Q: What indications did you observe that pointed to the recent market volatility storm? A: In our adaptive risk allocation framework, one of the key first level characterizations we make on markets is whether interest rates are normal or too low. Instead of rising as most expected, interest rates moved lower and lower this summer.
There were no changes from the previous month. Source: Columbia Management Investment Advisers, LLC. The chart reflects the views of the Global Asset Allocation team as of October 17, 2014. Asset classes are ranked from 1 (overweight) to 5 (underweight), with 3 representing a neutral allocation.
As profitability rebounded from the financial crisis and return on assets improved in 2012 and 2013, the banking industry once again began to outperform. We continue to see growth in commercial and industrial loans as a positive indication for the economy. These loans also provide the growth of assets for the banks. Given their improving
Stock markets rose on the announcement that the government of Prime Minister Shinzo Abe was significantly stepping up its policy actions. The other major announcement was that the Government Pension Investment Fund will shift its asset allocation to domestic equities and foreign bonds/equities away from domestic bonds. The near term risk/return profile currently looks very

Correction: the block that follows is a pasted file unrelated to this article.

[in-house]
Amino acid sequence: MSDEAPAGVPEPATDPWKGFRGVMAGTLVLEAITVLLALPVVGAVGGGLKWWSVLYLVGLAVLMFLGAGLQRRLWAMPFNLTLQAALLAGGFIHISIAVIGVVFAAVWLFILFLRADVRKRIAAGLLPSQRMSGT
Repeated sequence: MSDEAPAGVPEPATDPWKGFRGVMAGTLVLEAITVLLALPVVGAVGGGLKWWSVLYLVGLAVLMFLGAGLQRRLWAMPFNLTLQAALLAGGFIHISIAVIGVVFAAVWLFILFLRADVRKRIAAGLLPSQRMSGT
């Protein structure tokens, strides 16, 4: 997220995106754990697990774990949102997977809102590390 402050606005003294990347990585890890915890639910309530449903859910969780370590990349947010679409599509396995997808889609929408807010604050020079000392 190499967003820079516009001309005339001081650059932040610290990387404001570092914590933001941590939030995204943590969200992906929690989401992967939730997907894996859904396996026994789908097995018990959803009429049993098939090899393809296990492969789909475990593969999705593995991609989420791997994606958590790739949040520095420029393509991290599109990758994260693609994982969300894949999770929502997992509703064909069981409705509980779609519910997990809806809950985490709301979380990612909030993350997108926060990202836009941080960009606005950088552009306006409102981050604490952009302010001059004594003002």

After the recent correction and with the breadth of our asset allocation research still favoring equities, we are rebuilding an equity overweight, primarily using U.S. large-cap stocks. While the Fed heads toward the exit, the European Central Bank is planning to provide further monetary easing and the Bank of Japan is continuing to expand its
Markets are now asking what happens if growth slows again in the U.S. and/or weak and slowing growth in Europe, Russia and China drags down U.S. and U.K. growth? The stock market downturn is a reaction to changes in growth expectations and the volatility of that growth. Market assumptions for steady growth did not necessarily
While consensus suggests a slightly better than average chance of a GOP takeover, battle for control of the U.S. Senate is going to be a dramatically close call. When we examine how a GOP win might affect industries such as energy, healthcare and defense, it’s not as black-and-white as some people might think. One of